Pol. Col. Sitthichai: The laws regarding drunk driving have been revised and harshened in the past 10 years. In the past a fine would only run up to 1,000 baht but now they can be as high as 5,000 or even 10,000 baht and one year in jail, depending on the severity of the violation. The most important and probably one of the most effective newly introduced punishments is community service. This might not seem like an asset at first glance, but you must realise that saving face in Thailand is very important. What this does is make sure that the wealthier vehicle users don’t just get away with their crimes by paying a fine. People who are better off often don’t feel penalised as they’re taking a minor hit in their wallets. Community service sends them [wealthy vehicle users] onto the streets where they can’t hide or run. You’re seen by everyone.

Citylife: “Year of the Helmet” was a nationwide safety campaign launched in 2010, yet four years later statistics have shown that still only 43 percent of motorcyclists wear helmets. What would you suggest as an effective solution to this problem?

Pol. Col. Sitthichai: The national percentage is indeed very poor and we must all improve. I work very hard to get the numbers up and motorcyclists wearing helmets in my jurisdiction is now between 70 and 80 percent. If I see that other districts are below 50 percent then I set up a meeting to discuss the causes and look for possible solutions. All road users must keep in mind that they’re not only putting their lives in danger when they neglect safety measures such as wearing a helmet; their decisions affect others too. For instance, it costs the government money to send out emergency response units. This is something people don’t think about enough.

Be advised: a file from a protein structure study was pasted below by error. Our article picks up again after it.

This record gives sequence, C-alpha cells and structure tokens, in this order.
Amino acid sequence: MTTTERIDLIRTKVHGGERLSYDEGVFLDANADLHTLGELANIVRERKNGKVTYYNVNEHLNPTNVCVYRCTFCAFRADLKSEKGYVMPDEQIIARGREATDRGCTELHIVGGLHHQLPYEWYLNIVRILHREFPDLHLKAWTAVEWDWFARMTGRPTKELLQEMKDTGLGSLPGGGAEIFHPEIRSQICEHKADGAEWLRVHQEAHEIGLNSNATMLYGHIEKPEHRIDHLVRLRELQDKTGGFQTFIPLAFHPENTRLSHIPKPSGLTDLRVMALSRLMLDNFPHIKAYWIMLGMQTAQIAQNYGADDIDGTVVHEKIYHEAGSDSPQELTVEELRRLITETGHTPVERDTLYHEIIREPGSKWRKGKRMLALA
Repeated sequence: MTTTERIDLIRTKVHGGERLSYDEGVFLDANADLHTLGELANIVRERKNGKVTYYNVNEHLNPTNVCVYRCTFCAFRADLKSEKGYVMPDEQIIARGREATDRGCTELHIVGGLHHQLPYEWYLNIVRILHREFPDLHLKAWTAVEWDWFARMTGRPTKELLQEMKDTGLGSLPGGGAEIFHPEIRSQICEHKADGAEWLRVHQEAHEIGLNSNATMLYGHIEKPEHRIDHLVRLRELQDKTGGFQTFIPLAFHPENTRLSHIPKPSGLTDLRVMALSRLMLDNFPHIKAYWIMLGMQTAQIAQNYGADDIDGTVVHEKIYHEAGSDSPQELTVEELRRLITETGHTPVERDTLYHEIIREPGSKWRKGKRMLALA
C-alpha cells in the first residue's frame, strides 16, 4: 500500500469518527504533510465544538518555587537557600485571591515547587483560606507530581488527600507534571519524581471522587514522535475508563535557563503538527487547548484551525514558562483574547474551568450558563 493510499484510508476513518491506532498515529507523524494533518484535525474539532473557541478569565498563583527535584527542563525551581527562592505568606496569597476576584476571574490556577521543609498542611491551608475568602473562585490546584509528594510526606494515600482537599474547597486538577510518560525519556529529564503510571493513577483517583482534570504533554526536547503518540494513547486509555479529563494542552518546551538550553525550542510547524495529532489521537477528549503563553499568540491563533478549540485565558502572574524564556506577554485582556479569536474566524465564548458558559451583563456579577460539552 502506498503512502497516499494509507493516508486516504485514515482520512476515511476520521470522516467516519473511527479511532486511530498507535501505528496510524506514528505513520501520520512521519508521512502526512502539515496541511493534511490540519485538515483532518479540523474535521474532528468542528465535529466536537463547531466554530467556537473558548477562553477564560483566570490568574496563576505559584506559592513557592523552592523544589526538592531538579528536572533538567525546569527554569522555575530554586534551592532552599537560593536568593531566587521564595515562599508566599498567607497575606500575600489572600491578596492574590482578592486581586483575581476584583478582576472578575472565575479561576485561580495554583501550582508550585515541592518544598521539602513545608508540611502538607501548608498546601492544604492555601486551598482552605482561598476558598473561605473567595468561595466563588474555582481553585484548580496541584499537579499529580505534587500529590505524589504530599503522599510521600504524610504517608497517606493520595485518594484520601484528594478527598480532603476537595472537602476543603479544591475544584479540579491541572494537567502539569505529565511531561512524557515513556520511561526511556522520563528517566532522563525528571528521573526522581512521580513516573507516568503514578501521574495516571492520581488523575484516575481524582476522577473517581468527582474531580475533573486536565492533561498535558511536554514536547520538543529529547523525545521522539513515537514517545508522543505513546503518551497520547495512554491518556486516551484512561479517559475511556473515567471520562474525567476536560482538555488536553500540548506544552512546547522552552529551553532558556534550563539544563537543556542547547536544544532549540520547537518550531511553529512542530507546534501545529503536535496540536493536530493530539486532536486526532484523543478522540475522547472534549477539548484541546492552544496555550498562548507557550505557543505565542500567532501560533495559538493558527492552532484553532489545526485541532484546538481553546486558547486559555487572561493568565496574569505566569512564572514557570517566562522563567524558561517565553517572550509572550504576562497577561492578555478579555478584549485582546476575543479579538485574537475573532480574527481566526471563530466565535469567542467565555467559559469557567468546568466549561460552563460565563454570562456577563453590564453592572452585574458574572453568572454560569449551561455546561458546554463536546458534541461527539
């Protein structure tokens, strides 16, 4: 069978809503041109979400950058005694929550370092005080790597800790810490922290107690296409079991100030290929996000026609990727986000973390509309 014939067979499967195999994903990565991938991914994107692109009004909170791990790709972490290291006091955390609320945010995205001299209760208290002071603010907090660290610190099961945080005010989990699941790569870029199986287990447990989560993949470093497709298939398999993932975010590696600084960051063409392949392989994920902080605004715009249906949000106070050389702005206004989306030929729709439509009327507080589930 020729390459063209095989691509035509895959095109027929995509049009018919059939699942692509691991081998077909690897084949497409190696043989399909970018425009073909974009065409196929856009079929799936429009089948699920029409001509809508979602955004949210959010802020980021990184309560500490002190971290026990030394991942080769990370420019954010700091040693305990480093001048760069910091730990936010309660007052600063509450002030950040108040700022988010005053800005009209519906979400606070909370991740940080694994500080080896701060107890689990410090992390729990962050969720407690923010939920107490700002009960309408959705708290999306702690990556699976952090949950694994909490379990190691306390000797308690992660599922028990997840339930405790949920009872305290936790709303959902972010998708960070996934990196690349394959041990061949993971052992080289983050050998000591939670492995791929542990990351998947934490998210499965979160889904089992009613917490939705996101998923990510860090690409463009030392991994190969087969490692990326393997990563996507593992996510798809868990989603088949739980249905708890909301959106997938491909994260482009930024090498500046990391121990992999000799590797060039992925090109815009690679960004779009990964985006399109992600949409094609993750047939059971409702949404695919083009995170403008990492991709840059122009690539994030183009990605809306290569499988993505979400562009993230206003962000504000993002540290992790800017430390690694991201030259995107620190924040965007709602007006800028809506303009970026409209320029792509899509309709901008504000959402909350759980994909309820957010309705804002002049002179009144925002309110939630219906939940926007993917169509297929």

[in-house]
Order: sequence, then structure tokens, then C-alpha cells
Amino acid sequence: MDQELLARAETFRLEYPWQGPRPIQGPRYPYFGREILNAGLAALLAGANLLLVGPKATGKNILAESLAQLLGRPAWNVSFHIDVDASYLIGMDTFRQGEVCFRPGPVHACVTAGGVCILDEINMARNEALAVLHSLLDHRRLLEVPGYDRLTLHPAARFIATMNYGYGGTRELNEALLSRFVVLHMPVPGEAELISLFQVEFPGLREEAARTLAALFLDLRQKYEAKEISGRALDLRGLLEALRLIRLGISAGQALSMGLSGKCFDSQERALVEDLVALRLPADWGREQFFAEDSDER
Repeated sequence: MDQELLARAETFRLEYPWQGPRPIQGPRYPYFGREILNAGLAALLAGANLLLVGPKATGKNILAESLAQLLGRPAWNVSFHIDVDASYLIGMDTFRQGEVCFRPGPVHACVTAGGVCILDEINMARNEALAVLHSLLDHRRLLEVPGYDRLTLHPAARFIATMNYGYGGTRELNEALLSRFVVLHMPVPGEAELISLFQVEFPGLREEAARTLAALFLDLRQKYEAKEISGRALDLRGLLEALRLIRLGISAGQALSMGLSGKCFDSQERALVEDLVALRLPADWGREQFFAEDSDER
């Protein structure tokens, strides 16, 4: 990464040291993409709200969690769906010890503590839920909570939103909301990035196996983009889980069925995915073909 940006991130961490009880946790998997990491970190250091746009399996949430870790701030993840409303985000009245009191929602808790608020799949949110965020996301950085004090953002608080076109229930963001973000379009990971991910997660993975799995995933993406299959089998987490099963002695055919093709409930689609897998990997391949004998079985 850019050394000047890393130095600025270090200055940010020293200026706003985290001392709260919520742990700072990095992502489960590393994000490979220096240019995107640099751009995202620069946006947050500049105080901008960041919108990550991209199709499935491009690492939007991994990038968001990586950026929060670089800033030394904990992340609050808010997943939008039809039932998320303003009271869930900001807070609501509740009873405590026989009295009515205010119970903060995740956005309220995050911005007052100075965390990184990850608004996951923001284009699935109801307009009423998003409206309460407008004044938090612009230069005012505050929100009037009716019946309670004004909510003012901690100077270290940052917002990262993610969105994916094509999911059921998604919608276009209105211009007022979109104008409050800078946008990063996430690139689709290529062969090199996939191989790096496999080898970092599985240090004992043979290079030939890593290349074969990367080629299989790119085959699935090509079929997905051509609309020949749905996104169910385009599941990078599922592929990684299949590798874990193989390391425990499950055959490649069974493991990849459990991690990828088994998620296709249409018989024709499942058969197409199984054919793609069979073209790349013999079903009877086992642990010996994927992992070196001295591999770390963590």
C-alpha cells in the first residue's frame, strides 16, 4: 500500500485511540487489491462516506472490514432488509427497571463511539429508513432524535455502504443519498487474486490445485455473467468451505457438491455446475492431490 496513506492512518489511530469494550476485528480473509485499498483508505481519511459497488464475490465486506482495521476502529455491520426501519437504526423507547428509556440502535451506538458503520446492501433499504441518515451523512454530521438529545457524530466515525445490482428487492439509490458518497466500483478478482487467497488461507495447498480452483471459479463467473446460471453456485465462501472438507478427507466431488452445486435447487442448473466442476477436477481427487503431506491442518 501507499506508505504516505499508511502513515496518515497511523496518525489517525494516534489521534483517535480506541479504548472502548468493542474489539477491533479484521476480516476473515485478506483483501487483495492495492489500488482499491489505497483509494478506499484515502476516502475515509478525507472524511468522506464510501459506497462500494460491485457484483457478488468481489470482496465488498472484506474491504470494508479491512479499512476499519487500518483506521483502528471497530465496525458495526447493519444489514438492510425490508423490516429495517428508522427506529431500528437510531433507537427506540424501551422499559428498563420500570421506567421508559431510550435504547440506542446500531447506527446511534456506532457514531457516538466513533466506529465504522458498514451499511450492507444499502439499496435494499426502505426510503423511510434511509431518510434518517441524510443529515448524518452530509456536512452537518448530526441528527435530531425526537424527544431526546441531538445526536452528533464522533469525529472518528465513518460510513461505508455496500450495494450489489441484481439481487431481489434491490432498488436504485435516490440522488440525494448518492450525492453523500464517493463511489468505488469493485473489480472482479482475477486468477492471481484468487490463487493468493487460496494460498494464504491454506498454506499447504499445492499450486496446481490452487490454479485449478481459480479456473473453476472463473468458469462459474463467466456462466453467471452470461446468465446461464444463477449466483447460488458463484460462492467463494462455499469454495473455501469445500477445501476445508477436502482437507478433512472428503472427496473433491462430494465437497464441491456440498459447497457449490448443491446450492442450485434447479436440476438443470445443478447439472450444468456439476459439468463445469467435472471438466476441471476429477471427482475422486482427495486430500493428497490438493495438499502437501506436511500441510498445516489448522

Citylife: Are you happy with the government’s decision in 2012 concerning the first time car buyer tax rebate policy: 100,000 baht off the price of a new car for first time buyers? Didn’t this cause more traffic on the roads? Do you think that the government may have been more helpful by investing in public transport?


Pol. Col. Sitthichai: Well, there are two sides to the story. On one hand, I’m happy for the consumers and Thai people because everyone had the chance to buy a car. On the other hand, the traffic jams all over the country as well as in our city have worsened. Since the tax rebate policy there has been an increase of over 50,000 cars in Chiang Mai, a massive number that our roads just can’t handle. The policy had also led to parents buying their children cars so it’s no surprise that the roads are jammed during rush hours. For example, at Montfort College we now see up to 500 students driving cars to class instead of going by motorcycle, which makes that district very busy. Although I must mention that another positive is the fall in the number of motorcycle fatalities.